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The Pamphlet Collection of Sir Robert Stout: Volume 85

Sub-series B

Sub-series B.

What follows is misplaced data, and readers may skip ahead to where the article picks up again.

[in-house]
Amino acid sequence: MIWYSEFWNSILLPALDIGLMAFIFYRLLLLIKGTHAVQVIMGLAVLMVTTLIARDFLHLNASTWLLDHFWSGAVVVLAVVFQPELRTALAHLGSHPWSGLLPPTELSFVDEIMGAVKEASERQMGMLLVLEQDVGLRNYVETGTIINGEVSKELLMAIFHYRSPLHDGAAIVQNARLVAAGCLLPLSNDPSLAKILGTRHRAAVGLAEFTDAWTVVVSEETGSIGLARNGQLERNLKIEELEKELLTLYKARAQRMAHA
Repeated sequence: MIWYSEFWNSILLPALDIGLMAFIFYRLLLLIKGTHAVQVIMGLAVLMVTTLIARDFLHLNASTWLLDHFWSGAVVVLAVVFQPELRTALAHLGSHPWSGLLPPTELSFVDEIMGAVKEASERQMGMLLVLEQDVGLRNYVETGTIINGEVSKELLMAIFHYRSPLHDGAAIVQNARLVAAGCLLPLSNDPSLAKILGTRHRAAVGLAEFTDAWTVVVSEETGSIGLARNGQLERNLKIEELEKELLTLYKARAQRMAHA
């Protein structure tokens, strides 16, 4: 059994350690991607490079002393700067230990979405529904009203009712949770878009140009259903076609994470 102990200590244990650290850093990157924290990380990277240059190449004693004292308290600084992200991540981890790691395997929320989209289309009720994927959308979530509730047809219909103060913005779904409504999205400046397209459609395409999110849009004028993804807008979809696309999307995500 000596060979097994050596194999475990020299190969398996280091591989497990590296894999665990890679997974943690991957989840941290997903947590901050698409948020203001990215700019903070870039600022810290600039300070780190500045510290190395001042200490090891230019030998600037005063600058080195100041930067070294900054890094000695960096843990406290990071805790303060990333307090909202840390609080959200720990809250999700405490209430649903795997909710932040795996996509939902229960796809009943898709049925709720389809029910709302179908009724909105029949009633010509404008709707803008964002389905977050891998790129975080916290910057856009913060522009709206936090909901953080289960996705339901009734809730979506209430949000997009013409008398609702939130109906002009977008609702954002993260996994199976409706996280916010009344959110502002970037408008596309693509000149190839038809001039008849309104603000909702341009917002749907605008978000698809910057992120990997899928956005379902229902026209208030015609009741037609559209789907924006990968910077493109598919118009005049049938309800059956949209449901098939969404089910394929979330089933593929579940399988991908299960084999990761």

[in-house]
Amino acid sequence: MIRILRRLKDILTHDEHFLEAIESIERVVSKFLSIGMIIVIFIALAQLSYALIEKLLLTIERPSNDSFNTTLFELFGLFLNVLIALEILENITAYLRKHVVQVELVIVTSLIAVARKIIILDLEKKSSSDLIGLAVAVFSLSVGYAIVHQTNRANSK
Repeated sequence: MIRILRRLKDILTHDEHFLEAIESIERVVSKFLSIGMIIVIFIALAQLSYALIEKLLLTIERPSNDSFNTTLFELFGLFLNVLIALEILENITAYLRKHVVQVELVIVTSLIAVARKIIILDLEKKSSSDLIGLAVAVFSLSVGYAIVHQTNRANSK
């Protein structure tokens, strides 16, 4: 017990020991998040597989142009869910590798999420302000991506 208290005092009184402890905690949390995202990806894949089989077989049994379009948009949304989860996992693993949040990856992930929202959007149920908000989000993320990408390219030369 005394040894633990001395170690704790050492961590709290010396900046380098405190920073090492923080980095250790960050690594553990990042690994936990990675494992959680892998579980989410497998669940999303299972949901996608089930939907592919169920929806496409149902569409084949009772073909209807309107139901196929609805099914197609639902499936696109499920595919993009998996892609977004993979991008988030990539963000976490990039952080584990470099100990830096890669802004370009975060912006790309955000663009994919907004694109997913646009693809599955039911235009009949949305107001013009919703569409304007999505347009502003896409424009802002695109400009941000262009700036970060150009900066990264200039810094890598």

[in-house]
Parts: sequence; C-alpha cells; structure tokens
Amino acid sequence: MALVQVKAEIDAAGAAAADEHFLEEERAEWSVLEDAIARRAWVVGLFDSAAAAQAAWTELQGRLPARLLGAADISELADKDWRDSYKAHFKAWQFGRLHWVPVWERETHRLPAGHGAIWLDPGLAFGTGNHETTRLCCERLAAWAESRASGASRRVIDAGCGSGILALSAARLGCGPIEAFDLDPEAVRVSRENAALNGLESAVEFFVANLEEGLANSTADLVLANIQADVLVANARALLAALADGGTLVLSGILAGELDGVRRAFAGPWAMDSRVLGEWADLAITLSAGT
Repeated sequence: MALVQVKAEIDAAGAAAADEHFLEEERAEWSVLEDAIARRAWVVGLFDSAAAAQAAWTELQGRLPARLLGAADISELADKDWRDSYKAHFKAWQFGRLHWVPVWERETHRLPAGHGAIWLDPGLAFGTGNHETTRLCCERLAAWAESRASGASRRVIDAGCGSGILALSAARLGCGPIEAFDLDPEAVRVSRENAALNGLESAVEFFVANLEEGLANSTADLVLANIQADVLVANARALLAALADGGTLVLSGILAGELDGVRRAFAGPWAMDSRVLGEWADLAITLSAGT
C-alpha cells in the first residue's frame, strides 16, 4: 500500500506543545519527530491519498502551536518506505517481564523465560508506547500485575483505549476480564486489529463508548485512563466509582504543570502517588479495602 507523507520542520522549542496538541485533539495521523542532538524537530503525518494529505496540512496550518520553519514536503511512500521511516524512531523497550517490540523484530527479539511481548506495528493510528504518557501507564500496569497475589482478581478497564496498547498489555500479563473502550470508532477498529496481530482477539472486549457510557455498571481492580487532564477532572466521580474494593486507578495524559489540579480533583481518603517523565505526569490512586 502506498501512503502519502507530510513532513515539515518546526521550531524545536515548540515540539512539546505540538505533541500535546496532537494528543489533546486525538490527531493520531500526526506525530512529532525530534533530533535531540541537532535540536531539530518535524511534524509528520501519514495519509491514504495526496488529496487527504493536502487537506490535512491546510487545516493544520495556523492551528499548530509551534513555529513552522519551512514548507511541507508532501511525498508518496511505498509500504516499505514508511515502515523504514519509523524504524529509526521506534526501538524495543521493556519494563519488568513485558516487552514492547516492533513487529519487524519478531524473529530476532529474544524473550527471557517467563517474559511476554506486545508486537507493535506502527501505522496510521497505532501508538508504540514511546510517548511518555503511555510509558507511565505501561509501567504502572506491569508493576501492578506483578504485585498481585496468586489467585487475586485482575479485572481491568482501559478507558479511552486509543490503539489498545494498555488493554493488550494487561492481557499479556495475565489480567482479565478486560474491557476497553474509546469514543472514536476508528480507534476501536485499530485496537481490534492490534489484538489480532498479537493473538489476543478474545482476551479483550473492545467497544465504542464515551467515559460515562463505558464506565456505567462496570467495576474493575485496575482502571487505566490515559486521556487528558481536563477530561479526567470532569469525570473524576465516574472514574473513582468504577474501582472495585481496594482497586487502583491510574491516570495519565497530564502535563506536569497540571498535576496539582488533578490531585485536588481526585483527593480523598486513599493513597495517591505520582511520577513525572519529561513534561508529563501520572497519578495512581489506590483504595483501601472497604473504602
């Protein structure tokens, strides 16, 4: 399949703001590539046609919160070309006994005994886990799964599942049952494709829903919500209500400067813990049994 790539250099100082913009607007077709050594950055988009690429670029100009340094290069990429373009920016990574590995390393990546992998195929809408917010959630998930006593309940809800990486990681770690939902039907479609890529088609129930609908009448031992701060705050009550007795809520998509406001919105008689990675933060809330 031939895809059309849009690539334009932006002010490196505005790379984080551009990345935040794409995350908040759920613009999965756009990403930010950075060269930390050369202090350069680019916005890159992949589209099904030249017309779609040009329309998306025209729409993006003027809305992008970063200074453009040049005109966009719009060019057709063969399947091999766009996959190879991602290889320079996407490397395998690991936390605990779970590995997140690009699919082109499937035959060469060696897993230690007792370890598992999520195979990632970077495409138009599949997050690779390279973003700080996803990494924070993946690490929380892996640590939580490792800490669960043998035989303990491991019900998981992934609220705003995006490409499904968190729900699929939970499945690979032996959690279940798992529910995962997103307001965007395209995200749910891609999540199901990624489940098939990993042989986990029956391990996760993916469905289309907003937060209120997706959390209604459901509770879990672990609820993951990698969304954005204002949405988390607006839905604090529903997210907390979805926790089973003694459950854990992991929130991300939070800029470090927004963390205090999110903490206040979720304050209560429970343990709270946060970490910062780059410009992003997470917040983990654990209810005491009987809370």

Natural History, to include as before, Mineralogy, Botany and Zoology. The mineralogical, or rather lithological knowledge acquired in the first Course, will probably only require cursory revision, but the review should be extended to Mineralogy proper, by including a selection of well-defined Mineral Types, such as the Onyx and the Opal, the Labrador Felspar, the Iceland Spar (double refracting Calcspar), the Tourmaline and Asbestos. Zoology may be rather abridged than extended in the process of revision, excepting the introduction of a few select notions of Comparative Anatomy.—By thus keeping down as much as possible the first and third of the three Kingdoms of Nature, more time will become available for Botany. This Science, besides the indispensable guidance it affords in studying the economic and medical resources of Daily Life, is so valuable a mental recreation for those who are in a position to command time and opportunities for its pursuit, it adds so much to the interest of Travel, and tends so much to promote the love of classification and methodical order at Home, that I would suggest its being considerably developed; the more so as it is, when suitably taught, a com- page 31 paratively light subject, and one which like laboratory practice, if brought in as the last of the obligatory studies of the day, will often spin itself out into spontaneous pursuit.